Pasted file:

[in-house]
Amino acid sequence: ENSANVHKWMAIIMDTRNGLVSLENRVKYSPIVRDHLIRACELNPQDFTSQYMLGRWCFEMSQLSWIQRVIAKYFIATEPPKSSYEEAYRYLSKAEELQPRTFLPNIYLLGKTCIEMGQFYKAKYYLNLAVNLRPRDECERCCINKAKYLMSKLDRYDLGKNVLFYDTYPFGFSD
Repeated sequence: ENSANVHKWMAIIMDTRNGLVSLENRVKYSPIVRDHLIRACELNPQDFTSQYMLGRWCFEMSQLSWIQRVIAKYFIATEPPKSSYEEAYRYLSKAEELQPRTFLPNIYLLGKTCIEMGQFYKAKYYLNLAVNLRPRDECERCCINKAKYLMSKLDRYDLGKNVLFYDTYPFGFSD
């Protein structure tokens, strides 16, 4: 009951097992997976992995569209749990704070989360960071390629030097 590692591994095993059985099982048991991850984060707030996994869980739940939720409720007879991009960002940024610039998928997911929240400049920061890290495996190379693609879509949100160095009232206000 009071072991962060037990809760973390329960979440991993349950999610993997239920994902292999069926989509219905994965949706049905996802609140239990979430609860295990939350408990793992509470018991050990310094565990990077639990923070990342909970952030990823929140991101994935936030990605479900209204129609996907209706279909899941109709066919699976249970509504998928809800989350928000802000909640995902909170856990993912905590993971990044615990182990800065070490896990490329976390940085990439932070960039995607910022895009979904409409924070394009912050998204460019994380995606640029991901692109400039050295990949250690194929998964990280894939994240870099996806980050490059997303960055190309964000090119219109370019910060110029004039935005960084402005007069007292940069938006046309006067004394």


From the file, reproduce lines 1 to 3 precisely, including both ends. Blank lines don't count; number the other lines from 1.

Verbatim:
[in-house]
Amino acid sequence: ENSANVHKWMAIIMDTRNGLVSLENRVKYSPIVRDHLIRACELNPQDFTSQYMLGRWCFEMSQLSWIQRVIAKYFIATEPPKSSYEEAYRYLSKAEELQPRTFLPNIYLLGKTCIEMGQFYKAKYYLNLAVNLRPRDECERCCINKAKYLMSKLDRYDLGKNVLFYDTYPFGFSD
Repeated sequence: ENSANVHKWMAIIMDTRNGLVSLENRVKYSPIVRDHLIRACELNPQDFTSQYMLGRWCFEMSQLSWIQRVIAKYFIATEPPKSSYEEAYRYLSKAEELQPRTFLPNIYLLGKTCIEMGQFYKAKYYLNLAVNLRPRDECERCCINKAKYLMSKLDRYDLGKNVLFYDTYPFGFSD